Q: How long should reconstruction of an accident report take to get back. This was a wreck were two people lost their lives
I hate to give you the stock answer but it depends upon many factors. For example, what types of vehicles were involved? How many vehicles were involved? Were semi's involved? What was the weather like? Were there eyewitnesses? What type of pavement? What type of grade (was the road sloping up or down)? Was the accident reported immediately so that law enforcement could close the road until initial measurements could be taken? Was there a fire?
An accident reconstructionist would take all of the above into consideration. In addition, they may calculate the coefficient of friction for the roadway (how much traction it provided). They may also want to know the traction rating of the tires on various vehicles as well as the tread pattern and tread condition.
If tractor-trailers (semi's) were involved in the accident and they jackknifed, that would cause a gouge in the pavement. Though many cars produced in the last 15 years collect a great deal of information, so-called "black boxes" in semi's have been recording a great deal of information for nearly 30 years. That information includes maximum speed and maximum RPMs immediately prior to a critical braking event. Many will also tell you the speed at time of impact, the gear at time of impact, and other information.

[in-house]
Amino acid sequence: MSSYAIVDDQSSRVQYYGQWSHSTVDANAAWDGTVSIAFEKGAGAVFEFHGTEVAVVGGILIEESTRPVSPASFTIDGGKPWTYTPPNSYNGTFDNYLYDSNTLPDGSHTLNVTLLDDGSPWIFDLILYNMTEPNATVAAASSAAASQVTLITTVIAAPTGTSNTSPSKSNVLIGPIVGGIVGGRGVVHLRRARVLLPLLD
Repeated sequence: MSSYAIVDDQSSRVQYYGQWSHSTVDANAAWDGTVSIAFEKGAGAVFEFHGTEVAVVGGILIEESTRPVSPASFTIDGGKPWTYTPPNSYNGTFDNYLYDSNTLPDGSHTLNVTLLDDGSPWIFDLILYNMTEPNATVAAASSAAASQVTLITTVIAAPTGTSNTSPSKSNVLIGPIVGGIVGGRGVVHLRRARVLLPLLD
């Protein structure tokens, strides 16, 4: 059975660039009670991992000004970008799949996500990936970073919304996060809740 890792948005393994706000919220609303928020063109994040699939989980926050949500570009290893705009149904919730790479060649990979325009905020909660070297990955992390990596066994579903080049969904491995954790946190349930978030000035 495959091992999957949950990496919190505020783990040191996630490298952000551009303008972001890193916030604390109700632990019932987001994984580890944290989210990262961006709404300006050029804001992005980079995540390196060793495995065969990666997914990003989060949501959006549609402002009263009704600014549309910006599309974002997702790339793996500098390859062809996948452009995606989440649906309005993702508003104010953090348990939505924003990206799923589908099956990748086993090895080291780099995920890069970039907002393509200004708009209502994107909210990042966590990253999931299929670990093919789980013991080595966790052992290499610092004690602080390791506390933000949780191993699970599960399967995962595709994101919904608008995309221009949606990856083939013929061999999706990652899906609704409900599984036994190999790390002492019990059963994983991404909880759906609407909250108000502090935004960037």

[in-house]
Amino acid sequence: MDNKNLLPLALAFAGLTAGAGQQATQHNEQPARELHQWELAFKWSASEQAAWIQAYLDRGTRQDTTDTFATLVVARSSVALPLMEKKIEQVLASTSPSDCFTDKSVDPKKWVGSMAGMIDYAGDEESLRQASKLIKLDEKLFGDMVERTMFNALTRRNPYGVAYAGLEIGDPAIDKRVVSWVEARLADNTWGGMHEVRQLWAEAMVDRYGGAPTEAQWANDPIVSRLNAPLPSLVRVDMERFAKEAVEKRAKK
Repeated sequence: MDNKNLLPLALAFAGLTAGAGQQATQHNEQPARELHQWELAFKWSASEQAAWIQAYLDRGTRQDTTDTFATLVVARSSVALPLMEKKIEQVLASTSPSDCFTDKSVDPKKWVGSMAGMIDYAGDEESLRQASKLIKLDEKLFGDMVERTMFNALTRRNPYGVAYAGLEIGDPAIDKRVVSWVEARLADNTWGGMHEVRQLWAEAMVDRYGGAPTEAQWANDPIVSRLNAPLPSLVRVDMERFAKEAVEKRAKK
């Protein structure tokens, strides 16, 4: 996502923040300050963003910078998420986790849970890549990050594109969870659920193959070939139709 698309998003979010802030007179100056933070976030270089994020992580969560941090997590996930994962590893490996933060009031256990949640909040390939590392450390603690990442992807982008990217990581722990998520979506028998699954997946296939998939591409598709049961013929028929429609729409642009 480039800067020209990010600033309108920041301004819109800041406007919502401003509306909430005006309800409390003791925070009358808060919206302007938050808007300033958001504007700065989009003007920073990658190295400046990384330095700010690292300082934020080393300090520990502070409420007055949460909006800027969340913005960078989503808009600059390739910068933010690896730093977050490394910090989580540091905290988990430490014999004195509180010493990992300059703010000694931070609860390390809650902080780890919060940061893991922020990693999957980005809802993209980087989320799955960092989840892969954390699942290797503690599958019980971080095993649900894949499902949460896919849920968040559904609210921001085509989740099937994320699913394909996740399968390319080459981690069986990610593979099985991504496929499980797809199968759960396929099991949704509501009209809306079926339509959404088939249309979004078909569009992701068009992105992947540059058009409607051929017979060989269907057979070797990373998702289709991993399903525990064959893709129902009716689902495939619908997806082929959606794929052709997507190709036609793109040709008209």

Law enforcement officers who evaluate an accident scene may take measurements and record their observations, through a narrative report and through photographs but they are rarely licensed accident reconstructionists. That is not being dismissive of their work. In a majority of cases, the data they recover is sufficient to make a definitive determination of what happened. In other words, they are able to reconstruct how the accident happened.
In many other cases, the data collected by law enforcement does not yield a definitive answer as to how an accident happened. If there is a lawsuit and one or more of the Plaintiff's hires a private accident reconstruction firm, it could take weeks or months to collect all of the necessary data which would include downloads from the "black boxes" in each of the vehicles involved, all of the data collected by law enforcement, and deposition testimony of eyewitnesses and law enforcement who first arrived at the scene.
In light of the above observations, please understand that as asked, your question is unanswerable. If you are stating that the accident reconstruction is complete and the only thing to be done is to generate the report, a preliminary report may accompany the accident report or the accident report may be supplemented within a few days or a week.
If this is a complex accident reconstruction being performed by a private firm, the only way that you could have any idea of when to expect the report would be to ask someone at the firm where they are. In other words, do they have all the necessary data to prepare a report. The report, itself is something that would not take more than a few days to generate, once all the work is completed.
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